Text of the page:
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Summary: The Tower of Babel is a life parable telling of the dangers of the Spirit of the Age - Poverty of Spirituality and Pride of Life - and the chaos it brings which only Christ’s redemption can right.

The story of the Tower of Babel is a sad description of breakdown of fellowship, growing isolation and confusion. It all results from human beings’ failing to live in dependence on God, becoming proud of their achievements and determined to be the source of their own security. That was the root cause of the chaos they brought on themselves.

After the Flood the population had rapidly multiplied at God’s command to Noah to ’Be fruitful and increase in number and fill the earth’ (Gen 9:1). God had blessed mankind in its fresh start, confirming His covenant to Noah. But mankind continued to be a disappointment to God. One particular group migrated to what is now known as Iraq. It became the centre of civilization of the ancient world. Babylon was the summit of human achievement. It became the most influential city on the plain. A stepped pyramid in the form of a tower, called a ziggurat, was built, honouring the god Marduk, although nothing of it remains today.

The people of Babel, several generations on from Noah, had developed technical skills. The builders of the Tower had gained sufficient architectural and mathematical knowledge to undertake a large construction project. The Creator God had endowed mankind with intelligence. This was good and fine, using their God-given gifts. They had also developed as a community, for we find them saying, ’Let us build.’ But they were sadly lacking in several ways. In the first place there was their:

POVERTY OF SPIRITUALITY

God had allowed the development of mankind because He had given it the priceless gift of freewill but, because of man’s fallen nature, the bias towards sin is clearly seen. The statement ’Let us build’ is incomplete. Its real form is ’Let us build ourselves’. Their project was theirs alone. They had left behind the spiritual heritage of Noah and forgotten their Creator. They were building according to human wisdom. It reminds me of the verse, ’Unless the Lord builds the house, its builders labour in vain’ (Psalm 127:1). They were like the builder in the Parable of the Wise and Foolish Builders (Matt 7:24-27). Jesus highlighted the contrast between the two types when He said that the wise ’hears these words of mine and does them’.

The builders of the Tower knew what God’s standards were but decided they knew best. We can either build on Him and His teaching, which we will find as solid as rock; or else we can build on any other religion or philosophy that the world offers, and we will find that it’s sand, and in the last day it will spell ruin. I recently read a book entitled ’Discerning the Spirit of the Age’. The writer, Derek Tidball, illustrated his expose of the 21st century culture, often alien to God, by observing the slogans and values by which several global brands market their products. Obviously, there were some positive things in them but the downside revealed the superficiality of today’s culture. I’d like to share with you some of the points he made.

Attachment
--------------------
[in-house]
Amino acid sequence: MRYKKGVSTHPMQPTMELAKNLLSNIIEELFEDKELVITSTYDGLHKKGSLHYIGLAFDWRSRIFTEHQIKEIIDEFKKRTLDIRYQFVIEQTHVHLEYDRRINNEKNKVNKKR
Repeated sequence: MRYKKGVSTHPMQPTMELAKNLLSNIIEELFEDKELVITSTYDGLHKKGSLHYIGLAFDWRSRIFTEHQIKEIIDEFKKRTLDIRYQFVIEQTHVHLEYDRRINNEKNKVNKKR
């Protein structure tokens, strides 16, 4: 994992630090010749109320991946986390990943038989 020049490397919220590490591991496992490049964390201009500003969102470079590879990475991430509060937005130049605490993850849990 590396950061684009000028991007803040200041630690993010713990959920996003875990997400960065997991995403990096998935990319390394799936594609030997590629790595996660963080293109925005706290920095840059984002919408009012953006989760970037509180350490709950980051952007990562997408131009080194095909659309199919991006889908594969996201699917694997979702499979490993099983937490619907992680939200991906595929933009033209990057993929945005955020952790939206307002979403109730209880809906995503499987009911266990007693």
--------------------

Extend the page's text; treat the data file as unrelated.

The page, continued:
He mentioned Nike, the sports shoe manufacturer. Nike’s marketing symbol, the ’swoosh’ - <______ - is easily recognised. The slogan is ’Just do it!’ It invites people to take control of their lives; to break out of the dullness of the mundane and achieve. It’s a rallying cry to motivation and to action. Of course there’s nothing wrong with that in the correct context. The work ethic is good. For the Christian it’s a sound principle.

There are times as Nike tells us, we should ’just do it!’ As a piece of secondary advice it’s good but it can be wrong if becomes the main idea of life. Nike’s philosophy is that we already have within us all the resources we need to be achievers. We’re self-sufficient; we have the capacity within ourselves to reach life’s goal. It’s all there. Our works can save us. So what’s stopping us - ’Just do it!’ The non-Christian way of salvation is ’the self-movement of man’ towards God. Martyn Luther called it ’climbing up to the majesty on high.’ The human spirit can ’soar aloft towards God.’ It’s the self-confident optimism of ’the ascent of man’, the goal of evolution. But what has it achieved? It certainly hasn’t outlawed crime, war, selfishness and all the other ills that beset our poor planet.

According to Jesus, such a line of argument is deeply flawed. It’s not those who are rich in their own spirits, or think they are, who are blessed. It’s those who are poor in spirit - those who know how spiritually bankrupt they are and recognise their inability to make up the shortfall themselves, who are blessed. It is they who will enter the kingdom of God and not those who think they can make it by their own efforts. At the heart of the gospel is the fact that we can only get back in touch with our Creator through what Jesus has done for us. It’s not a self-help gospel. It’s about Jesus supplying what we lack. He made the connection we couldn’t make ourselves. It’s not ’Just do it!’ but ’Jesus did it!’ - that’s the slogan that counts.

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